tlhIngan-Hol Archive: Tue Mar 08 20:20:06 1994
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[email protected] (Amy West) ghItlh:
[speaking about the plural of "family"]
>But families *can* speak! Though it may be the eldest who does the
>speaking as a representative. A familiy can also die if all
>members die at the same time. Why should there be no respect for the
>family just because they are together as a group instead of
>individuals? I haven't seen any proof yet the Klingons don't view it
>in this way. I'm prepared to go either way on this if there ever
>is a canon example. I just was trying to see it from a more
>Klingon point of view.
I would prefer to look at this in a more "linguistic" way. Many Terran
languages have "noun classification systems", some more elaborate than
others. French more-or-less arbitrarily throws all nouns into one of
two bins and treats them as grammatically distinct classes; they
happen to be called "masculine" and "feminine". English tends to
divide things up into "male living beings", "female living beings",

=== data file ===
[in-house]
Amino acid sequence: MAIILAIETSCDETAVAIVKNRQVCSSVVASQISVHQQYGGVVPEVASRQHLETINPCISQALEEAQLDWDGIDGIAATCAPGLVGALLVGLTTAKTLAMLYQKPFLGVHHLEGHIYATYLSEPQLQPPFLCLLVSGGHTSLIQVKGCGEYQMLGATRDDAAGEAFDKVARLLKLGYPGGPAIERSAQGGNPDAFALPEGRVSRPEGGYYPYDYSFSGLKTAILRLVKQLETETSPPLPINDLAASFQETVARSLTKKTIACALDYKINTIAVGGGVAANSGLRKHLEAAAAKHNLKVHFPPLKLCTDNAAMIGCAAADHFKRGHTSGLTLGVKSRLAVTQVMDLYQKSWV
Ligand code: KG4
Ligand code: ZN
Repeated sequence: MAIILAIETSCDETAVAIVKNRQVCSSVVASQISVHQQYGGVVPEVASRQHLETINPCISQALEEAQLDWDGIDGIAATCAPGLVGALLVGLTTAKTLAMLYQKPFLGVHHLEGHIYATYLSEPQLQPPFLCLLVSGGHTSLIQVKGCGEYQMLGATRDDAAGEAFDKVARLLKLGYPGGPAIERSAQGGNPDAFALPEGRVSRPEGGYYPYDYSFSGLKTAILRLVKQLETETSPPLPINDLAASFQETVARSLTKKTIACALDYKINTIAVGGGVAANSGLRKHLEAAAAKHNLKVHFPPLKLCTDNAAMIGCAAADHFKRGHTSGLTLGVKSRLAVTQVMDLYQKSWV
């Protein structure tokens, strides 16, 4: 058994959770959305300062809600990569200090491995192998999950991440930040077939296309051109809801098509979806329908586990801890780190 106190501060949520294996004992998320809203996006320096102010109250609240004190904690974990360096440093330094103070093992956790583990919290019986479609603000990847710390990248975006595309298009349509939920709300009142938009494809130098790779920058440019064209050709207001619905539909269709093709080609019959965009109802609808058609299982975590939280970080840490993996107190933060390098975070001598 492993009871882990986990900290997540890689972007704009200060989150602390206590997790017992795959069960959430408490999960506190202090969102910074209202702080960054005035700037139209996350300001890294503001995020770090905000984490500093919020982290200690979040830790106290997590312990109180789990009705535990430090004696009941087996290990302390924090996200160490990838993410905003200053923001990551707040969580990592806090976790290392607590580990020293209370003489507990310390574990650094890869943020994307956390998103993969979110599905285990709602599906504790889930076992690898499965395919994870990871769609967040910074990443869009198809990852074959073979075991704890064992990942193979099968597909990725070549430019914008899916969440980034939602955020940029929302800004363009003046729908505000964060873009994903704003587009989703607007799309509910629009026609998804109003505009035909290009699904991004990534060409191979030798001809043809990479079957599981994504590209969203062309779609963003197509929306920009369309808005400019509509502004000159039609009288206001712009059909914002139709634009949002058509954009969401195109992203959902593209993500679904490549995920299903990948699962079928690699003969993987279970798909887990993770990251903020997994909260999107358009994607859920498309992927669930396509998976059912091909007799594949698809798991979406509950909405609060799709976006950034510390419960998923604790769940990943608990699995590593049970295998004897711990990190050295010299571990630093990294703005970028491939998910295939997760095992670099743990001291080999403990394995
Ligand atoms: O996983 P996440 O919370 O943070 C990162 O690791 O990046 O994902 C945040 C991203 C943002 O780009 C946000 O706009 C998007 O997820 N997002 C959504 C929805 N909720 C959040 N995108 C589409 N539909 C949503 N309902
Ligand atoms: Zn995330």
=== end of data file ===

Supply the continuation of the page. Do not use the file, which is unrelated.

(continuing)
and "everything else", with a few exceptions (ships, for example).
Navajo classes nouns by the shape of the object being referred to;
this include "long and rigid", "long and flexible",
"shapeless/amorphous", and many others. (An unconscious drunk human is
a "shapeless" object in this language!)
Klingon also has a noun classification scheme, the classes being
"speaking beings", "body parts", and "everything else"; they determine
pluralization, possessives, and pronoun selection. The special forms
for "speaking beings" aren't there to "give respect" to the item being
referred to; they're just a feature of the grammar. Using the wrong
suffix is, first and foremost, gramatically wrong; it so happens the
error in question gives the impression of disrespect to listeners.
The approach I take is to think of things in a "generic" sense. Does
this noun, when used "generically", connote a speaking being? Also,
my view is that "speaking being" is a pre-scientific way of saying
"obviously sentient being"; a being is sentient if it can tell you so.
I personally think "family" is an "everything else" noun, along with
"army" and "ship's crew". A family isn't a "being", it's a group of
beings. A talking computer isn't a "being", it's an object. A
deaf-mute Klingon, however, would still be referred with the "speaking
being" constructs, because Klingons in general are speaking beings.
I hope this makes sense.
-QumpIn 'avrIn [email protected]